A PERSONAL VIEW BY CATHAL McCARTHY
OF course, it’s always a little chastening to discover a lacuna in one’s education; nobody likes to be made aware of the fact that one is profoundly ignorant about something that one should be perfectly familiar with.
And so it is with me and this gossoon, Harry Potter.
Yes, I’ve heard of the books. Yes, I realise that they were (are) extraordinarily popular. Yes, I’m aware of the hyperbole that credits J.K. Rowling and her fictional boy magician with a counter-attack on behalf of literacy that has stemmed and reversed the seemingly inexorable march of thumb-twiddling handheld gaming devices. Cry God for Harry, literacy and teenagers reading.
But I still don’t know that much about Harry and the others. And if pressed, I would have to venture the answer that Hogwarts is some form of STD picked up from unhygienic toilet seats or questionable social habits.
That comfy little bubble of ignorance has been punctured this week by the news that the Abbot of Glenstal Abbey, Patrick Hederman, thinks that Rowling is “one of the most
important influences on our world today”.
Holy Hogwarts!! Steady on there, Brother.
Speaking at a symposium that took place this week in UL, entitled ‘Magic is Might 2012’ (God bless the work everyone!), Brother Hederman opined that the seven-book cycle “is not telling us what we should do, but how we should approach the future”.
Two things will strike the interested Cork reader immediately: what are our own lads out there in UCC still doing bothering themselves with old hat like medicine and empirically proven fact-based disciplines like chemistry and physics when there’s this whole world of goblin-based academia to be accessed? That must be rectified immediately and I look forward to UCC offering a four-year course in flying broomstick engineering via the CAO for the academic year 2013-2014.
The second thing we notice is the rather different approach Brother Hederman takes to philosophical matters, like how we approach the future as compared to previous Catholic thinkers like old Thomas Aquinas.
Again, it is impossible not to notice a certain ‘gearing-down’ when we compare the plot of, say, Summa Theologica to Harry Potter and the Goblet of Fire. But who are we to disagree with Brother Hederman in these areas? Aquinas only translated Aristotle into Christianity and put forward logically sound metaphysical proofs for the existence of God. Harry Potter can play an aerial hockey called ‘quidditch’ while flying on a broomstick. Of course, Aquinas really existed and Harry doesn’t. But still, there’s no contest there.
Some will carp at the fact that a publicly funded third level institution would find the time and money to devote to a makey-up conference about makey-up magic performed by a makey-up fictional wizard. But then,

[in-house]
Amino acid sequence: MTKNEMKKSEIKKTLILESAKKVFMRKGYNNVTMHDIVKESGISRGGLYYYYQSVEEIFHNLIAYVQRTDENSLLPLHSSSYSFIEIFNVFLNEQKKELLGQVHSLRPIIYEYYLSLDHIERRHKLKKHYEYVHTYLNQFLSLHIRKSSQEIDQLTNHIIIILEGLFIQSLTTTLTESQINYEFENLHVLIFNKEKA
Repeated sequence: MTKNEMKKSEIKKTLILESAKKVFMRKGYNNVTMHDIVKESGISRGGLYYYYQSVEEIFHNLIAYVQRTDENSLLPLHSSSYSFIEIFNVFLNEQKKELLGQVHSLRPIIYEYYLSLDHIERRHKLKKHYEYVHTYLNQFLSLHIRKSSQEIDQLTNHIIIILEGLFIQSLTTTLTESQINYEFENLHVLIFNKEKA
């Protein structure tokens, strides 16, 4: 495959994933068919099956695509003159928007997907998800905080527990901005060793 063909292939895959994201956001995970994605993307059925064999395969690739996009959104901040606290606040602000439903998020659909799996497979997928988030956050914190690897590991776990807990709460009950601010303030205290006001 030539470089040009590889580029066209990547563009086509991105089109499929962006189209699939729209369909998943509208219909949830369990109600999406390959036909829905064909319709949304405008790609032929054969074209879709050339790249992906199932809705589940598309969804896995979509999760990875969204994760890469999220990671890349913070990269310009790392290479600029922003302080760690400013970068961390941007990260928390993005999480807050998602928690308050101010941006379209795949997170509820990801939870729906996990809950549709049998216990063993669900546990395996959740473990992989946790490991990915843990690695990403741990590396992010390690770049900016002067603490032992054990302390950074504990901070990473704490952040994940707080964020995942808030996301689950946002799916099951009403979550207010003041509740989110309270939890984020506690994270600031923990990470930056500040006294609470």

despite the tortuous and microscopic arguments of Aquinas, there’s no empirical evidence for the existence of God.
More and more, the always thin distinction between seeing something as an article of faith and a fictional concept is disappearing. It’s still a little disconcerting to see a respected Benedictine superior seeming to imply
equivalence between a millennia-old faith and a cast of characters engineered to appeal to pubescent hormones and concentration spans.
We would also respectfully demur from Brother Hederman’s idea that ‘we’ have anything to learn about freeing our imaginations and his conviction that we need to stress that quality more in our education systems.
Some of us would maintain that we live in a fantasy existence that makes Harry Potter’s world look like an exercise in humdrum hell. For instance, is there any shred of the real in the news that Irish prisons spent more than 80,000 on footballs in the last two years?
Nearly 19,000 was spent in Cork prison in the two years 2010 and 2011. It was spending 792 per month on footballs during that period — 200 per week. Chelsea wouldn’t spend as much. Roman Abramovich would have queried the bill. But not the Irish prison service.
Not one person apparently asked how this was happening. Were the prisoners playing football with steel winklepickers? We still don’t have an explanation.
With respect to Brother Hederman, the poor, suffering taxpayers of Ireland have nothing to learn about living in faintly amusing fantasies with regular excursions into the dark side.
If Ms Rowling ever reads a report from the Public Accounts Committee or the report of the Comptroller and Auditor General, she’ll realise where the bar is really set on the subject of magic and necromancy.